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Published July 23, 2012, 11:30 PM

North Dakota conservatives still oppose state health exchange

BISMARCK – A coalition of conservatives says it will continue to oppose federal health care reform and does not think North Dakota should implement provisions of the law.

BISMARCK – A coalition of conservatives says it will continue to oppose federal health care reform and does not think North Dakota should implement provisions of the law.

The North Dakota Policy Council and Liberty ND PAC said Monday they hope the Legislature and Gov. Jack Dalrymple continue to oppose establishing a state-run health insurance exchange.

Under the federal law, states must establish their own exchange or the federal government will do it for them. The exchange would allow individuals and small employers to compare and buy health plan coverage.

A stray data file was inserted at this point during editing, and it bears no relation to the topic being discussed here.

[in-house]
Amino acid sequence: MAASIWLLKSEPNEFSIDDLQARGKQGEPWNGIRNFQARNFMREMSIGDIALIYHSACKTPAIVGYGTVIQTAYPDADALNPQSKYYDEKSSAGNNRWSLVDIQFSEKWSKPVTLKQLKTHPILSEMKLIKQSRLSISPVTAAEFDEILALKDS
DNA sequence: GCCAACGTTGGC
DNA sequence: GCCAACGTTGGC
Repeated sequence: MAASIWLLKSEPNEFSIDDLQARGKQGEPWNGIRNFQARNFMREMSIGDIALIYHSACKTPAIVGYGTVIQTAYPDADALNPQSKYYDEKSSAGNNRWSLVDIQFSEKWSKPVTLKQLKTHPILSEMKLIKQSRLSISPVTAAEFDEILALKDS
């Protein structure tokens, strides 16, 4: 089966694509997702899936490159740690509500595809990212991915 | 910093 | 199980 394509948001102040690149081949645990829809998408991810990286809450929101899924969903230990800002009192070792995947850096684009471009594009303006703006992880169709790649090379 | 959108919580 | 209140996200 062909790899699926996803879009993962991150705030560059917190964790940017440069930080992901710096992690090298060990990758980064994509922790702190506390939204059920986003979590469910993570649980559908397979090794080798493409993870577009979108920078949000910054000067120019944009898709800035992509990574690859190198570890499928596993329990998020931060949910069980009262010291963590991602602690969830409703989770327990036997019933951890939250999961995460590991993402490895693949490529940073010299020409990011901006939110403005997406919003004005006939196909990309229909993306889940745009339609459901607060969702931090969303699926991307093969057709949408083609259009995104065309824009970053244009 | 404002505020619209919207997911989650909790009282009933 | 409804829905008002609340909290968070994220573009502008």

Dalrymple spokeswoman Jody Link said Monday that the governor still opposes a state-run exchange.

Coalition spokesman Dustin Gawrylow said implementing a state health exchange would give legitimacy to the overall law and undermine efforts to repeal it.

The coalition’s news conference came two days before a legislative committee is scheduled to meet to discuss federal health care reform now that the law was deemed constitutional.

In November, the state House voted 64-30 against North Dakota creating the state’s exchange.

Republicans didn’t want to appear to be supporting federal health care reform and didn’t want to move forward on a law that had the potential to be deemed unconstitutional or be overturned by Congress.

Supporters of a state exchange say it would be better for North Dakota to create a program that works best for the state rather than accept a federally designed program.

Gawrylow said states would have “little to no control” over a state-run exchange since the federal government can veto and change rules “whenever it feels fit to do so.” The coalition also opposes a state expansion of the Medicaid program.

The legislative Health Care Reform Review Committee meets Wednesday at the Capitol to discuss the federal law further.

Legislators will hear from Insurance Commissioner Adam Hamm, the Department of Human Services and medical and insurance representatives.

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